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Chip and Charge

Things are looking down for Chips Channon in the second volume of his diaries, but the outspoken socialite is as unfiltered—and unhinged—as ever

The Beginning of the End

A Tall Order

Photographs by Joe Woolhead chronicle the demise of the World Trade Center and the building of the new one

Not So Normal People

The characters in Sally Rooney’s latest novel are worlds apart from the Deuxmoi-obsessed millennials to whom it’s catered. We’ll all read it anyway

The Eye of the Needle

Young dressmakers deported to Auschwitz turned a fashion salon into a hub of resistance

Disturbing the Universe

Working Girls

A former U.S. Army major general brings the untold stories of the women who changed the course of World War II to light

Short List

What to read this week, from a history of British musical theater to an account of the World Trade Center’s rebuilding and an inside look at the deep sea

Rough Riders

Murder, They Wrote

The Whitehead Way

The Way of the Jackal

Before Edward Fox made the Jackal a household character, Frederick Forsyth wrote the book. Fifty years on, The Day of the Jackal still thrills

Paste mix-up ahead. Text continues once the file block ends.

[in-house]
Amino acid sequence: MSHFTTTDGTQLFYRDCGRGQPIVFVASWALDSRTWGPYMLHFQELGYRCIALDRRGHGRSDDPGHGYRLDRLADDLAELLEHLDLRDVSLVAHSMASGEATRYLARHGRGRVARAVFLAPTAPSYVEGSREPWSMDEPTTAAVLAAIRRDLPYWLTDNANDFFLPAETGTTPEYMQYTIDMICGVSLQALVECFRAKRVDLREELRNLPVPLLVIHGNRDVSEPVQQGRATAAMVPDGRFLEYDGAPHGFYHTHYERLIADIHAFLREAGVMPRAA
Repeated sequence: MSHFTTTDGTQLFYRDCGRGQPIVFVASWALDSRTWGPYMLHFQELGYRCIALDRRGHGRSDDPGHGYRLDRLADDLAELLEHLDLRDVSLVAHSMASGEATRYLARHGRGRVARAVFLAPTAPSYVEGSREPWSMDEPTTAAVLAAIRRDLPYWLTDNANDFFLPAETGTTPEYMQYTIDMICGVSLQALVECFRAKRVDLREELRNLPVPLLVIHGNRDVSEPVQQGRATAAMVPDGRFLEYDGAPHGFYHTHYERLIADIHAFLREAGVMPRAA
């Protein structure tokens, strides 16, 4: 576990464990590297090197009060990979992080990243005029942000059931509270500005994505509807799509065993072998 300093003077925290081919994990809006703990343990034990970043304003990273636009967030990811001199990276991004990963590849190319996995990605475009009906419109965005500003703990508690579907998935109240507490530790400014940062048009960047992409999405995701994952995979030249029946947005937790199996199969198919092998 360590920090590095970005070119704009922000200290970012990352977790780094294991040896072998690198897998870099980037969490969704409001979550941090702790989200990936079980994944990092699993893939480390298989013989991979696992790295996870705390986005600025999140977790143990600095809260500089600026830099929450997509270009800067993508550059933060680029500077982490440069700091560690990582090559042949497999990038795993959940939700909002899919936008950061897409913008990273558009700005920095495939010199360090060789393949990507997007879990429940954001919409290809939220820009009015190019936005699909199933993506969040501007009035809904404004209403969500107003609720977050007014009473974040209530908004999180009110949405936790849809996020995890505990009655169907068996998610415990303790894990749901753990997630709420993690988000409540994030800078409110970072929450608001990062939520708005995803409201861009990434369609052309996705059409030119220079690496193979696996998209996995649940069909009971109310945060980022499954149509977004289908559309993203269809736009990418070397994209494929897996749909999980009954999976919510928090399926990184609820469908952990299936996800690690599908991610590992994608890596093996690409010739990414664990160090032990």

The Roads Less Traveled

The Wonderful Wizard of Dyson

Eight questions with the inventor James Dyson, who has a new memoir, on electric cars and the thinking behind the $399 hair dryer

Family Feuds

The story of famed U.K. department store John Lewis rivals that of the Murdoch clan in its similarities with Succession

Inside Afghanistan

At the core of the current Afghanistan disaster is the West’s misunderstanding of a country and its people. These books offer a good place to start

The Art of Subtlety

To attract readers but stump libel lawyers, 20th-century magazine writers alluded to sordid gossip instead of printing it

A Hello to Arms

Ernest Hemingway: renowned novelist, bullfighting aficionado, and … Spanish guerrilla fighter?

Lost in Translation

The moment Japan opened its doors to the West, in the late 1800s, was the moment many of its traditions disappeared. A new volume brings them back

Queens of Hearts

Family Business

To write his second novel, Atticus Lish asked himself, “What hurts?”

The Itch Putin Can’t Scratch

If It Ain’t Woke, Fix It

Short List

What to read this week, from a history of a secret Nixon meeting to an exploration of French colonialism in Congo and a look back at Bernini’s Rome